|Born||Jay Henry Sandrich
February 24, 1932
Los Angeles, California, United States
|Spouse(s)||Nina Kramer (1953–1976; divorced; 3 children)
Linda Green Silverstein (1984–present)
Jay Sandrich was born February 24, 1932 in Los Angeles, California. He is the son of director Mark Sandrich. Sandrich attended the University of California Los Angles, graduating with a B.A. in 1953.
Sandrich began his television work in the mid-1950s as a second assistant director with Desilu Productions, and began his career as an Assistant Director on I Love Lucy. Sandrich has directed and/or produced episodes of The Bill Dana Show, Get Smart, The Odd Couple, Paul Sand in Friends and Lovers, Loves Me, Loves Me Not, Soap, two-thirds of the episodes of the Mary Tyler Moore Show in early seasons, and the first three seasons of The Cosby Show. He was responsible for the series pilots of The Bob Newhart Show, WKRP in Cincinnati, Empty Nest, and The Golden Girls. Sandrich also directed for Theatre Aspen, in Aspen, Colorado, Rounding Third (2008), Chapter Two (2009), and Same Time, Next Year (2010). The only theatrical movie he directed was the 1980 film Seems Like Old Times, originally written by Neil Simon.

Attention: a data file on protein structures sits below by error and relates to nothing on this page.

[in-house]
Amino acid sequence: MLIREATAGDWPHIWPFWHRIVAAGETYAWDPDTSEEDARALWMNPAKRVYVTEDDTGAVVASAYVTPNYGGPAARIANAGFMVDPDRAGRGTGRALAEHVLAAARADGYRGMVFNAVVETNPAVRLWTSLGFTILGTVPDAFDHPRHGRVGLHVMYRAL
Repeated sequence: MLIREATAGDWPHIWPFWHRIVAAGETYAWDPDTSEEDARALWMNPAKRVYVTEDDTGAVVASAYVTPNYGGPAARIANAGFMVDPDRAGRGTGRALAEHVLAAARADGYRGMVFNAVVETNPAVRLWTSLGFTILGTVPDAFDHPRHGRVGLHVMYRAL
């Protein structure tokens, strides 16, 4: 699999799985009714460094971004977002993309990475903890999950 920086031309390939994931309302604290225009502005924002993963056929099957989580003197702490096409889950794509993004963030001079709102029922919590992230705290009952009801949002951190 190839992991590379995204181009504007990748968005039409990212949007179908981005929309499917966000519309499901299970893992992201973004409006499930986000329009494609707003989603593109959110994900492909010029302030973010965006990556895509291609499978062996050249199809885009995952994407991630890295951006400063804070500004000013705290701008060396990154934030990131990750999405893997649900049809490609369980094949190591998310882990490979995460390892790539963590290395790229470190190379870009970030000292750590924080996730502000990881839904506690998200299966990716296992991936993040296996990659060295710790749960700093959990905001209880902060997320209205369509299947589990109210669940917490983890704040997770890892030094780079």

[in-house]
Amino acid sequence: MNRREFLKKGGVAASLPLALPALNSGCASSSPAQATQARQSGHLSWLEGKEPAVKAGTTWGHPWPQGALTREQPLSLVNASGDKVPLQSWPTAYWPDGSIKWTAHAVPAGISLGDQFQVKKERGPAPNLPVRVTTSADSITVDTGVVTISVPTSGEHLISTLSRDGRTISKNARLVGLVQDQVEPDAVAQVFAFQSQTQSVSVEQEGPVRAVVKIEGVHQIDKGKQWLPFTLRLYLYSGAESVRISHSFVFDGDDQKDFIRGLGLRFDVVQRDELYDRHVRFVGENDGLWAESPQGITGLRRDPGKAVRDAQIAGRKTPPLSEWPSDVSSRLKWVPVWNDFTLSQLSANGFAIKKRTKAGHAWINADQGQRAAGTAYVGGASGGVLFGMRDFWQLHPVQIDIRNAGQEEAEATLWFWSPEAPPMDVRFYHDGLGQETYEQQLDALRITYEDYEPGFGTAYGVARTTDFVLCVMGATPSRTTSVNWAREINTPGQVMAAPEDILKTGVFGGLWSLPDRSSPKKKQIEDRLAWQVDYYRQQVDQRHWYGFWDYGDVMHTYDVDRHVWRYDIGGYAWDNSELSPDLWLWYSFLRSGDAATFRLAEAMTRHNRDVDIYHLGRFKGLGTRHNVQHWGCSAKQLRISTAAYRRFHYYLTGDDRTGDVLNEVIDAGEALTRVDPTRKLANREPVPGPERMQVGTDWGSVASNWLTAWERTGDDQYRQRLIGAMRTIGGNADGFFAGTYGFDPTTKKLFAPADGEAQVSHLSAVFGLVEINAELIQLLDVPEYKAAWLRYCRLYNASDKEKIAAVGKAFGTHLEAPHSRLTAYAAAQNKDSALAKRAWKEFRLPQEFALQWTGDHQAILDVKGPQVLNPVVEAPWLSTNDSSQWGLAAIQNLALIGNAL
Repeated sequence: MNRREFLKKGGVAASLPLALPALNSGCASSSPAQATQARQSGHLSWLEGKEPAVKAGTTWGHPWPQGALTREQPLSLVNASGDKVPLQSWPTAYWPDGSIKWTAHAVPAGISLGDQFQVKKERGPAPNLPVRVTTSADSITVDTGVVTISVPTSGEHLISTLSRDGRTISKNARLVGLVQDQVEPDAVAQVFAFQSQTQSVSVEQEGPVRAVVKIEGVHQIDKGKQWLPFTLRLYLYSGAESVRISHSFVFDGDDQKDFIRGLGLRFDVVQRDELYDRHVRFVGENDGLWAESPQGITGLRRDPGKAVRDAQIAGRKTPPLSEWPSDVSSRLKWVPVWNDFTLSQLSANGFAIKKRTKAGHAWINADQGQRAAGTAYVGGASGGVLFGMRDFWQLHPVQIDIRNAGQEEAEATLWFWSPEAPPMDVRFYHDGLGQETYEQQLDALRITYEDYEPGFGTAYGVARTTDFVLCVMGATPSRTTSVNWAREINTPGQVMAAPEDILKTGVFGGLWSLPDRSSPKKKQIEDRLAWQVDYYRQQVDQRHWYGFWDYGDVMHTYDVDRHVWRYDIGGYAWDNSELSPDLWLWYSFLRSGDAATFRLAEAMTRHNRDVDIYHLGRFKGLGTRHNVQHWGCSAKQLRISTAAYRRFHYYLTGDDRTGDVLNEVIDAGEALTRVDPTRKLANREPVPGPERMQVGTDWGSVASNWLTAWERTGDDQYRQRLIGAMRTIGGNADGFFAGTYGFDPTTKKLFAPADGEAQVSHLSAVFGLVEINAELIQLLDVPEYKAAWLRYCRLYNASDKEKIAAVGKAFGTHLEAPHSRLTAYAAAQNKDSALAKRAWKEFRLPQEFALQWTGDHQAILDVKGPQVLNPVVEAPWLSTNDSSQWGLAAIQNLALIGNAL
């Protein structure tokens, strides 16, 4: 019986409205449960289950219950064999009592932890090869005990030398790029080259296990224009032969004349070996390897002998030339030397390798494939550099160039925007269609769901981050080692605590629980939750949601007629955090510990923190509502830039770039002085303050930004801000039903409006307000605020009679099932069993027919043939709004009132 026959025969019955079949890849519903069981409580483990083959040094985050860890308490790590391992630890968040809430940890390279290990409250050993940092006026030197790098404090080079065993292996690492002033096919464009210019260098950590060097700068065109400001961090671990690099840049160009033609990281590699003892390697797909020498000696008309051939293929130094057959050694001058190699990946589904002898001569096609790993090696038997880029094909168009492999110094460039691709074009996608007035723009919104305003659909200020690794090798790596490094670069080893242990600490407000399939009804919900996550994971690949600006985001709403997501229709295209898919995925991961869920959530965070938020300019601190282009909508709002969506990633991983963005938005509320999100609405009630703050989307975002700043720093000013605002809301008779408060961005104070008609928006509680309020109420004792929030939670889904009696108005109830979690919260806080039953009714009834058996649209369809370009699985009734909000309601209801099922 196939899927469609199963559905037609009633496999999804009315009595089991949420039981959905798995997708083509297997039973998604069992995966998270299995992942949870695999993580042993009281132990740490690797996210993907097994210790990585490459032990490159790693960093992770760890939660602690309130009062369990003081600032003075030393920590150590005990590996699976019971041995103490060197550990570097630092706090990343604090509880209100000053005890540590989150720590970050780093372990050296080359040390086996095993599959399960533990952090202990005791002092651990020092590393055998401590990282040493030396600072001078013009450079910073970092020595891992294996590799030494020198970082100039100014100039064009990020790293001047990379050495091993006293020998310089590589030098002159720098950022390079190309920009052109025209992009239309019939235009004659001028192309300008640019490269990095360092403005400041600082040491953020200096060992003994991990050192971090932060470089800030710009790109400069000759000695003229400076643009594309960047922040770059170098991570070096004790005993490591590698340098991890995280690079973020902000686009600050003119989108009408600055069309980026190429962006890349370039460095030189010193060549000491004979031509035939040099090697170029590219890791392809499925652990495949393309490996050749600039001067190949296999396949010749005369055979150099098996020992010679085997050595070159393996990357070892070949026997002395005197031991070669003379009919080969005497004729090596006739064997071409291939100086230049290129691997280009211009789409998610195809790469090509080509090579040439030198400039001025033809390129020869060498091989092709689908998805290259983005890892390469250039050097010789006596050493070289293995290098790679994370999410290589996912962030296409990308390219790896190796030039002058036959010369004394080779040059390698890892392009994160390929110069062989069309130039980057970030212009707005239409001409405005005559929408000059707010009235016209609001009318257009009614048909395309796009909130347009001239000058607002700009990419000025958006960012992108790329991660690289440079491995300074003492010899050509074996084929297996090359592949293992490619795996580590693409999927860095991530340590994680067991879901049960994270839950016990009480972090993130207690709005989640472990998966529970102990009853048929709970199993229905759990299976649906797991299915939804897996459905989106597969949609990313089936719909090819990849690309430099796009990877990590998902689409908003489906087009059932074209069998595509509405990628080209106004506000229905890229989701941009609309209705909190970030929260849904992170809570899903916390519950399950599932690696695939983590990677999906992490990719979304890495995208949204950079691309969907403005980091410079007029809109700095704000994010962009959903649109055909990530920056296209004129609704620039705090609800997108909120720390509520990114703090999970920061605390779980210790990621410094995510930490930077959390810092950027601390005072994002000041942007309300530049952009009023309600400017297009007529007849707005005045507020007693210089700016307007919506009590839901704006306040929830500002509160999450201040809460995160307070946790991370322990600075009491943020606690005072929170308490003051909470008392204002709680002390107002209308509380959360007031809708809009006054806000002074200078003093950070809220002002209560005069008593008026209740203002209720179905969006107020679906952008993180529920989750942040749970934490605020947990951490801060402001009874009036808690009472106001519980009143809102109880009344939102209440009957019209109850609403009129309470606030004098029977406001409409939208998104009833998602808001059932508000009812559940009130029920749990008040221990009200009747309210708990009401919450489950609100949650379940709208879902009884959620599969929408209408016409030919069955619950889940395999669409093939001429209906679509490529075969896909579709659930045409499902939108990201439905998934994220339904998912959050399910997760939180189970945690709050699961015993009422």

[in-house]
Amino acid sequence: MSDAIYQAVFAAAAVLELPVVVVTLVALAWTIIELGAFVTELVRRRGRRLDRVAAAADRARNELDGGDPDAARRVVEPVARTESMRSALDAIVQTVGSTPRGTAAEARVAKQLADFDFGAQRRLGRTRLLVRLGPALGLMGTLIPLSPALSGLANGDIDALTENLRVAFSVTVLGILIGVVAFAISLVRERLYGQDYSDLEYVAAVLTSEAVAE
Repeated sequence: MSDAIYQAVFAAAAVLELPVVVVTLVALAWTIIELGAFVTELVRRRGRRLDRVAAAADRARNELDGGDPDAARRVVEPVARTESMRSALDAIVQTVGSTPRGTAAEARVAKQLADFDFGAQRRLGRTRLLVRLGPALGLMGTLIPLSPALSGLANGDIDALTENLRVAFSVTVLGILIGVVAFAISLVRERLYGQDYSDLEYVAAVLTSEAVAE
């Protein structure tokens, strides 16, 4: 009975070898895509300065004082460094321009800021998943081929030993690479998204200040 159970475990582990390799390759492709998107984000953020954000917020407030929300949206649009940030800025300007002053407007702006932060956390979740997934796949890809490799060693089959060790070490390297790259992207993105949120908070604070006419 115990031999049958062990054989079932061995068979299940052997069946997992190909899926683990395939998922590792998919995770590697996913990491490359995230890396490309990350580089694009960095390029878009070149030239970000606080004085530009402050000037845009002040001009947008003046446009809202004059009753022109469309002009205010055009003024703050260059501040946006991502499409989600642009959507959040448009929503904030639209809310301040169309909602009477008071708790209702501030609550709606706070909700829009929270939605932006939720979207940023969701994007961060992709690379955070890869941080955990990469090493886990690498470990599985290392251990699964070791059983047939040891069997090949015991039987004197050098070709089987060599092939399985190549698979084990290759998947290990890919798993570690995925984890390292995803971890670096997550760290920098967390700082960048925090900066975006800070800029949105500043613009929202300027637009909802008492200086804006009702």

In 1965, Sandrich put in his only stint as a producer, serving as associate producer for the first season of the NBC-TV comedy Get Smart, which co-starred Don Adams and Barbara Feldon. He enjoyed the experience but vowed to stick to directing in future. He told Andy Meisler of Channels magazine, "I really didn't like producing. I liked being on the stage. I found that, as a producer, I'd stay up until four in the morning worrying about everything. As a director, I slept at night."
Meisler's article also paints an appealing portrait of the director's relationship with Bill Cosby. who preferred Sandrich, who directed 100 episodes of The Cosby Show from 1985 to 1992, the series' last season, as the director of choice of the series, and with other Cosby production personnel, quoting co-executive producer Tom Werner on the show's dynamics: "Although we're really all here to service Bill Cosby's vision, the show is stronger because Jay challenges Bill and pushes him when appropriate." Sandrich was proud of the program's pioneering portrayal of an upper-class Black family, and of its civilized view of parent-child relations.
- Kuney, Jack. Take One: Television Directors on Directing. ISBN 978-0275935467 New York: Greenwood, 1990.
- Meisler, Andy. "Jay Sandrich: Ace of Pilots." Channels magazine (New York), October 1986.
- Ravage, John W. Television: The Director's Viewpoint. Boulder, ISBN 978-0891583370, Colorado: Westview, 1978.
- "Jay Sandrich". The New York Times.
- "The Museum of Broadcast Communications - Encyclopedia of Television - Sandrich, Jay". www.museum.tv. Retrieved 2016-10-10.
- Jay Sandrich at the Internet Movie Database
- Museum of Broadcast Communications biography
- Jay Sandrich Archive of American Television Interview
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